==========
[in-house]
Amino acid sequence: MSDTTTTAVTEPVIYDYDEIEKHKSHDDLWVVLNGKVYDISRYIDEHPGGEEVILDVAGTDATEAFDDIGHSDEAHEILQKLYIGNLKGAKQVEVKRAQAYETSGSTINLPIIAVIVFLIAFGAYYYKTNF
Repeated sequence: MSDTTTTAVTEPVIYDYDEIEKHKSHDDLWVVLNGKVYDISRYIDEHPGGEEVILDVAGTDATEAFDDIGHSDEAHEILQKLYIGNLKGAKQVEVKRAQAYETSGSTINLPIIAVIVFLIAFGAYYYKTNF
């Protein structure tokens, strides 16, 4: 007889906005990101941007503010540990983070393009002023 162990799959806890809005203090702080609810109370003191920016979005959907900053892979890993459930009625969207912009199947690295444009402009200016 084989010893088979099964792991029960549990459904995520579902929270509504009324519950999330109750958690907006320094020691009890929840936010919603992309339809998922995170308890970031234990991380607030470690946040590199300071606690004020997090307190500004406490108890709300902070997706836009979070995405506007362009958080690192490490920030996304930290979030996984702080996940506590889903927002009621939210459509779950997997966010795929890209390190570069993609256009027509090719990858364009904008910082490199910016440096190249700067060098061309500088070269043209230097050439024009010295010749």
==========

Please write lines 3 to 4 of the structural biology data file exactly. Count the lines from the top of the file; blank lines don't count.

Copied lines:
Repeated sequence: MSDTTTTAVTEPVIYDYDEIEKHKSHDDLWVVLNGKVYDISRYIDEHPGGEEVILDVAGTDATEAFDDIGHSDEAHEILQKLYIGNLKGAKQVEVKRAQAYETSGSTINLPIIAVIVFLIAFGAYYYKTNF
């Protein structure tokens, strides 16, 4: 007889906005990101941007503010540990983070393009002023 162990799959806890809005203090702080609810109370003191920016979005959907900053892979890993459930009625969207912009199947690295444009402009200016 084989010893088979099964792991029960549990459904995520579902929270509504009324519950999330109750958690907006320094020691009890929840936010919603992309339809998922995170308890970031234990991380607030470690946040590199300071606690004020997090307190500004406490108890709300902070997706836009979070995405506007362009958080690192490490920030996304930290979030996984702080996940506590889903927002009621939210459509779950997997966010795929890209390190570069993609256009027509090719990858364009904008910082490199910016440096190249700067060098061309500088070269043209230097050439024009010295010749």